EU investigates restrictions affecting cross border provision of pay TV services

Monday, January 13th, 2014
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Antitrust: Commission investigates restrictions affecting cross border provision of pay TV services

The European Commission has opened formal antitrust proceedings to examine certain provisions in licensing agreements between several major US film studios (Twentieth Century Fox, Warner Bros., Sony Pictures, NBCUniversal, Paramount Pictures) and the largest European pay-TV broadcasters such as BSkyB of the UK, Canal Plus of France, Sky Italia of Italy, Sky Deutschland of Germany and DTS of Spain. The Commission will in particular investigate whether these provisions prevent broadcasters from providing their services across borders, for example by refusing potential subscribers from other Member States or blocking cross-border access to their services. The opening of proceedings in no way prejudges the outcome of the investigation; it only means that the Commission will treat the case as a matter of priority.

Audiovisual content, such as popular films, is licensed by the US film studios to pay-TV broadcasters on an exclusive and territorial basis, i.e. typically to a single pay-TV broadcaster in each Member State (or a few Member States with a common language). Following a fact-finding investigation carried out in 20121, the Commission will examine whether provisions of licensing arrangements for broadcasting by satellite or through online streaming between US film studios and the major European broadcasters, which grant to the latter “absolute territorial protection”, may constitute an infringement of EU antitrust rules that prohibit anticompetitive agreements (Article 101 of the Treaty on the functioning of the European Union – TFEU).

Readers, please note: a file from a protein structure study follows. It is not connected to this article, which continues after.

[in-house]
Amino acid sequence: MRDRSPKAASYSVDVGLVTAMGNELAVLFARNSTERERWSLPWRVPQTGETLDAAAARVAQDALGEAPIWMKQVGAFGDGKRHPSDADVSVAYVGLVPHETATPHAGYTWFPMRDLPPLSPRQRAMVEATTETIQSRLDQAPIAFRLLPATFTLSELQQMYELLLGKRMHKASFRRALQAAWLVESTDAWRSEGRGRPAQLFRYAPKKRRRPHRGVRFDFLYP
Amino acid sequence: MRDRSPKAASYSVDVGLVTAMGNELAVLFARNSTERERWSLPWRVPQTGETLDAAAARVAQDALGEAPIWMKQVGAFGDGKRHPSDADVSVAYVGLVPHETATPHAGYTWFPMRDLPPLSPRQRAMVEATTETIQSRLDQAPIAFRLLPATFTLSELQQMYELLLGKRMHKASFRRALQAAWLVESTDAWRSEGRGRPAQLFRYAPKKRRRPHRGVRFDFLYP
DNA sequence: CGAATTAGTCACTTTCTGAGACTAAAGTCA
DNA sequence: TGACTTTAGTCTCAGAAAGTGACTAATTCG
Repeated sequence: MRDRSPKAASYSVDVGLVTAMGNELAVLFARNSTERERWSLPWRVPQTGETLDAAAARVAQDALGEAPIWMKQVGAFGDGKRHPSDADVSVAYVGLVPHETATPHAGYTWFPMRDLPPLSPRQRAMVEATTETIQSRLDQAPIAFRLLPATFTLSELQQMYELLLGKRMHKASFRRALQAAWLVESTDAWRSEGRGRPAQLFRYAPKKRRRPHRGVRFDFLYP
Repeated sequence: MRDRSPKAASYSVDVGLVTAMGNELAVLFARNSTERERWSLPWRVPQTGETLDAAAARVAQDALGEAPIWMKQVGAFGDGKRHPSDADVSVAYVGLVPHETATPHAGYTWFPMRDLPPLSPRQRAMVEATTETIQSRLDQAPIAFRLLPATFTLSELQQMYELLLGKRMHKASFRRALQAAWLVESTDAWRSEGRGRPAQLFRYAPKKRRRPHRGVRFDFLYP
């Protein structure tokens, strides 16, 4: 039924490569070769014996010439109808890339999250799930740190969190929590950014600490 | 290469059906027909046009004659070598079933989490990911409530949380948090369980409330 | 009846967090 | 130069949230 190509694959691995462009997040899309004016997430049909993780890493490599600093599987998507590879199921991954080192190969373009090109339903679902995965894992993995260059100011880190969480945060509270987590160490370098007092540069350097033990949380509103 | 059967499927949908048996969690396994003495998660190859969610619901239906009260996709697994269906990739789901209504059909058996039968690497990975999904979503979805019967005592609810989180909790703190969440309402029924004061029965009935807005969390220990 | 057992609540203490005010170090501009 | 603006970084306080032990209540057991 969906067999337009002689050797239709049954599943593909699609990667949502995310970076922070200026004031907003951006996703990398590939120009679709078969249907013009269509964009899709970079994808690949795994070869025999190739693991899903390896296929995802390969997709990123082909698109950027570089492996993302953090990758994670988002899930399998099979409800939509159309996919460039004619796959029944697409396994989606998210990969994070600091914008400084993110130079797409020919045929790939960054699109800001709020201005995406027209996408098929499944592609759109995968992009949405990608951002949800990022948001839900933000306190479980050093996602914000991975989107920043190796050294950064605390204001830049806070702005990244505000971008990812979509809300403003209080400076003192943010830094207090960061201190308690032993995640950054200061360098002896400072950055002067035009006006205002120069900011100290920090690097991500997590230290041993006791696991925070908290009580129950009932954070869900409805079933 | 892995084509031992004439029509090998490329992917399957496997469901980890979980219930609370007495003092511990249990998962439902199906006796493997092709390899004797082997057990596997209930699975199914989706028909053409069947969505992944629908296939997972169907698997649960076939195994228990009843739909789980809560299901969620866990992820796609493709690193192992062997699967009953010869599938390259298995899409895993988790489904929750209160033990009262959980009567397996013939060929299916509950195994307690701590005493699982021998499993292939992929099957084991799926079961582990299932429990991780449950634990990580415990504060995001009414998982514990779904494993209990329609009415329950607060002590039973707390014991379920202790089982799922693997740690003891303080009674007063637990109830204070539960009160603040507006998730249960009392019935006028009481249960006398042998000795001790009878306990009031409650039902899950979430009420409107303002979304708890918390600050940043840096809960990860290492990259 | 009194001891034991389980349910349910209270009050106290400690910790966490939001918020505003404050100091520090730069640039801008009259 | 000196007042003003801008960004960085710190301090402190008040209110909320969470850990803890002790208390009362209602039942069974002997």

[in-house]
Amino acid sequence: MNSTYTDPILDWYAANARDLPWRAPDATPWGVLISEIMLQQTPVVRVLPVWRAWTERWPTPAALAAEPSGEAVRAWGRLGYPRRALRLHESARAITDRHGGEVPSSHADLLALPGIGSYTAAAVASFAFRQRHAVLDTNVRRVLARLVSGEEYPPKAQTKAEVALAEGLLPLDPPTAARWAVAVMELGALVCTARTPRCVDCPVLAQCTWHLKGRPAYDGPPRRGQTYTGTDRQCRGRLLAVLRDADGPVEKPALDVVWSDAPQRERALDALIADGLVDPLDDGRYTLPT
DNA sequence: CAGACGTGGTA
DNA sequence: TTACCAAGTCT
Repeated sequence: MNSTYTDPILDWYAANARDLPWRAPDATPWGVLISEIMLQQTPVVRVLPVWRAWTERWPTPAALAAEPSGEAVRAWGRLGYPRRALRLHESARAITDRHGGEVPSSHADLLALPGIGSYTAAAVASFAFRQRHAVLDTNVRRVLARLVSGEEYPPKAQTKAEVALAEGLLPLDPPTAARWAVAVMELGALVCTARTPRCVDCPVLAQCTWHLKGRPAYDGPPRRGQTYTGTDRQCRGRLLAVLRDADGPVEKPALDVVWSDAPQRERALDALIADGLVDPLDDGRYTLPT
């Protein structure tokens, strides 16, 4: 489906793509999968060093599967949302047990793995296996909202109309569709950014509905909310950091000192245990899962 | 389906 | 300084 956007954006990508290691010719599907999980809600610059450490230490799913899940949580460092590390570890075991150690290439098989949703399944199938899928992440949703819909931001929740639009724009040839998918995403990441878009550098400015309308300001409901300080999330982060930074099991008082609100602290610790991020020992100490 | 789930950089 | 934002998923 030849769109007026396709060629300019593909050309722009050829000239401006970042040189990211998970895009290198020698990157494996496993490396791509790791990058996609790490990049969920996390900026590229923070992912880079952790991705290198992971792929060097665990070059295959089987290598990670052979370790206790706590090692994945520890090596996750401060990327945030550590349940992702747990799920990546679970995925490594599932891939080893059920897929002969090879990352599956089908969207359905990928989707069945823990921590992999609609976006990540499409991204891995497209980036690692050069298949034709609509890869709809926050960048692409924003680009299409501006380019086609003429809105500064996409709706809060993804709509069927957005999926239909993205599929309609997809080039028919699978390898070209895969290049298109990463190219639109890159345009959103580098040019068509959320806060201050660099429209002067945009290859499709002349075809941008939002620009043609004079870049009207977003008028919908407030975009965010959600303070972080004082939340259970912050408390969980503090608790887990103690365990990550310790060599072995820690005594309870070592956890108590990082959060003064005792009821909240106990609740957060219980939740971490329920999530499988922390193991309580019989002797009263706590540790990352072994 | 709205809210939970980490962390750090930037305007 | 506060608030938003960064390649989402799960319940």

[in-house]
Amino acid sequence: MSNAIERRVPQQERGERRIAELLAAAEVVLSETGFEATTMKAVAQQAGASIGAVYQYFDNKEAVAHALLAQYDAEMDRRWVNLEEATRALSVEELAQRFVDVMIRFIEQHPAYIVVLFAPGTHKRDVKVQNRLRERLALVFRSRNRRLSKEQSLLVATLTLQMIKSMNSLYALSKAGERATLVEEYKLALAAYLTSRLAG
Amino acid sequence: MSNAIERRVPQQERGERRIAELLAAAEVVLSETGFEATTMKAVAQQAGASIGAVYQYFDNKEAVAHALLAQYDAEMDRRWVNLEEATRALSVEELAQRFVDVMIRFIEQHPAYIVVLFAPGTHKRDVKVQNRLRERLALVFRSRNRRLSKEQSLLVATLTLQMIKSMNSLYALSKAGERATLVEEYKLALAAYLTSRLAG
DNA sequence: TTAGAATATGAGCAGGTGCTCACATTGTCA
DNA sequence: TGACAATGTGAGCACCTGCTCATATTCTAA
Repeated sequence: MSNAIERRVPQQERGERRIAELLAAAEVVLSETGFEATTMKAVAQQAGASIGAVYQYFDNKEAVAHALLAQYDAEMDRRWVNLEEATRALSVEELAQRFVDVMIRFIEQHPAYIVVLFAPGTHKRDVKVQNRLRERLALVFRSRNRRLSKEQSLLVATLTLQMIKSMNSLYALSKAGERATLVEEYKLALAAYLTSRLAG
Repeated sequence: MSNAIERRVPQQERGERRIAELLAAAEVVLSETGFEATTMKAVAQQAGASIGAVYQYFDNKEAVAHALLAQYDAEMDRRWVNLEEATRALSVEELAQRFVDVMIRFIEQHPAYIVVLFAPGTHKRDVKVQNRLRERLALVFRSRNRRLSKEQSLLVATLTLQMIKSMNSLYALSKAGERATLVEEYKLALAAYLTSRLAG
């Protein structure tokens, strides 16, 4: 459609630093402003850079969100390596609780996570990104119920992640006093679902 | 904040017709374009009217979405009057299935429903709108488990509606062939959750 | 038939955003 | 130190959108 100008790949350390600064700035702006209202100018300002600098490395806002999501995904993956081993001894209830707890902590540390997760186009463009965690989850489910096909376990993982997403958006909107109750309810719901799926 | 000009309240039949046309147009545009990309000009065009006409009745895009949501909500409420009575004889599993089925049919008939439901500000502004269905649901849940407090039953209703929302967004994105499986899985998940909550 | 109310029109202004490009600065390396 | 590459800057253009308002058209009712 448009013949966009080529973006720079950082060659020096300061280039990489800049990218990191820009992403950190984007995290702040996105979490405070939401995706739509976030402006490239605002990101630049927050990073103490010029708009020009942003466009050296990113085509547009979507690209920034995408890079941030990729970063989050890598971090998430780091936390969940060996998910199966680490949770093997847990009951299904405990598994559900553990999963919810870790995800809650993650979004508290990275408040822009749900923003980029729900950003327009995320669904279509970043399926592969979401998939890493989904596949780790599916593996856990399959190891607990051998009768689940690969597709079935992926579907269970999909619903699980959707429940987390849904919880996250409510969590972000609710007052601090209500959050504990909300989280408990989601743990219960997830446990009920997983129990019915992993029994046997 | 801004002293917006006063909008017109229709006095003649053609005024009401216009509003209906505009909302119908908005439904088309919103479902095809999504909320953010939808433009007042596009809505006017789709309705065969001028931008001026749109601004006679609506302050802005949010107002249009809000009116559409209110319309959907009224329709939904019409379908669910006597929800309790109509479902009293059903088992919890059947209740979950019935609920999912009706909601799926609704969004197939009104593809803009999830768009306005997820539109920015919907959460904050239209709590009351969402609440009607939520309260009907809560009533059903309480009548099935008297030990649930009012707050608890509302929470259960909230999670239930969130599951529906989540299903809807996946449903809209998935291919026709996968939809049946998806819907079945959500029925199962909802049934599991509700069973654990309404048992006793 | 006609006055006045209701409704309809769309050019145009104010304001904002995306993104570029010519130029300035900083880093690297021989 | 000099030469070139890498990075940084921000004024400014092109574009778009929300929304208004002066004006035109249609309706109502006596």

The provisions granting “absolute territorial protection” ensure that the films licensed by the US studios are shown exclusively in the Member State where each broadcaster operates via satellite and the internet. These films cannot be made available outside that Member State, even in response to unsolicited requests from potential subscribers in other Member States.

Background on the pay-TV investigation

In October 2011, the EU Court of Justice addressed in its Premier League/Murphy judgment (joined cases C-403/08 and C-429/08) the issue of licensing restrictions granting broadcasters an exclusive live broadcasting right for Premier League matches on a territorial basis, generally corresponding to the territory of a Member State. These licensing provisions entailed that TV viewers could only watch the matches transmitted by the broadcasters established in the Member State where they resided. The Court noted that licensing provisions preventing a satellite broadcaster from providing its broadcasts to consumers outside the licensed territory enable each broadcaster to be granted absolute territorial exclusivity in the area covered by the license, thus eliminating all competition between broadcasters and partitioning the market in accordance with national borders. The Court further held that such provisions could not be justified by the need to ensure appropriate remuneration for the rightholders, given that this could be calculated by taking into account the actual and potential audience both in the Member State of broadcast and in any other Member State in which the broadcasts were received.

Background on antitrust investigations

Article 101 of the TFEU prohibits anticompetitive agreements and decisions of associations of undertakings. The implementation of this provision is defined in the Antitrust Regulation (Council Regulation No 1/2003), which can be applied by the Commission and by the national competition authorities of EU Member States.

Article 11(6) of the Antitrust Regulation provides that the initiation of proceedings by the Commission relieves the competition authorities of the Member States of their competence to also apply EU competition rules to the practices concerned. Article 16(1) of the same Regulation provides that national courts must avoid giving decisions which would conflict with a decision contemplated by the Commission in proceedings it has initiated.

The Commission has informed the companies and the competition authorities of the Member States that it has opened proceedings in this case.

There is no legal deadline to complete inquiries into anti-competitive conduct. The duration of an antitrust investigation depends on a number of factors, including the complexity of the case, the extent to which the undertaking concerned cooperates with the Commission and the exercise of the rights of defence.